The minute mollusk trembles slightly as you pick it up. Captivated by the brief flash of blue rings all over its yellow body, you fail to notice what comes next: a nip from its beak that barely registers with you. It only takes ten minutes, though, before you start to feel its effects. All of a sudden, you can neither stand, speak, nor breathe. Numbness has spread from your face to your hands, feet, and chest. As you’re wheeled to the hospital in your immobile state, you wonder: How can something as small as the greater blue-ringed octopus (Hapalochlaena lunulata) bring you so close to death’s door?
Reaching up to 10 cm in size, the short-limbed H. lunulata is the smallest species of blue-ringed octopus (genus Hapalochlaena). The “greater” in its name refers not to its size, but to the diameter of its blue rings (7 to 8 mm)—bigger than those of other Hapalochlaena octopuses. In the Philippines, one can find it in various diving spots, including Batangas, Palawan, and Samal.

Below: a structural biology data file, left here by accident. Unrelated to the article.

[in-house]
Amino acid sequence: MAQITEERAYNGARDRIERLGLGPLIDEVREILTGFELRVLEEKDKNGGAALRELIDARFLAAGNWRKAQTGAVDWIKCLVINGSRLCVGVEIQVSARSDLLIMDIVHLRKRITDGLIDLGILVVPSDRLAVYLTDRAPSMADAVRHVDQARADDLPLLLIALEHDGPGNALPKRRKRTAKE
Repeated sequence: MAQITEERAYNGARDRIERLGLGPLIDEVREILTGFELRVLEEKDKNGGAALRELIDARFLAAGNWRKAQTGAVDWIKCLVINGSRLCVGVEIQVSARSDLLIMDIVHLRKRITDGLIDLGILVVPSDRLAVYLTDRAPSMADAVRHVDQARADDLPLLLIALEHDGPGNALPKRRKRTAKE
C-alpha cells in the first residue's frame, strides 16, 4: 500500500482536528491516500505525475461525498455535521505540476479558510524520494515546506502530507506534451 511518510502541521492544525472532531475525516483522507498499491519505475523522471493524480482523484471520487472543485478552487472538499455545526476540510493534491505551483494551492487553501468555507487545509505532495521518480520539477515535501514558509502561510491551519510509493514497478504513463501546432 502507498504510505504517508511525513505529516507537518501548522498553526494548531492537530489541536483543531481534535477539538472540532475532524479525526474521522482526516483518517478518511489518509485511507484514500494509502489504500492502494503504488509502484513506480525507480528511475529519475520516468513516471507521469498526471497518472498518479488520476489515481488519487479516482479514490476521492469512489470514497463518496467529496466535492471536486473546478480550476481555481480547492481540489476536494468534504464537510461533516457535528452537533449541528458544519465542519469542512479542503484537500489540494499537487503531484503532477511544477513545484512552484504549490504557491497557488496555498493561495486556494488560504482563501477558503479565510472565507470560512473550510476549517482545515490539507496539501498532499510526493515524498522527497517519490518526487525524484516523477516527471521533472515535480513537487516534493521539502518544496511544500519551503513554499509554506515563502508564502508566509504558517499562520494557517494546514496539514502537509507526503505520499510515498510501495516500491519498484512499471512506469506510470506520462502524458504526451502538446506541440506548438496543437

H. lunulata has glands that produce tetrodotoxin (TTX), a neurotoxin over 1,000 times stronger than cyanide. When TTX enters your bloodstream, it blocks the sodium channels through which messages pass between the brain and the muscles, causing loss of sensation and paralysis. It has more than enough venom to kill an adult human in one hit, and there isn’t any antidote. The only way to survive is through immediate CPR.
H. lunulata only bites when it feels threatened, though—and it will definitely let you know about it. A 2012 study revealed that it tenses one set of muscles and releases another when it’s agitated, opening the pouches of skin hiding its iridescent rings. Remember: The best way to not be killed by H. lunulata is to stay away from it.
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Cover photo: Albert Kang/Project Noah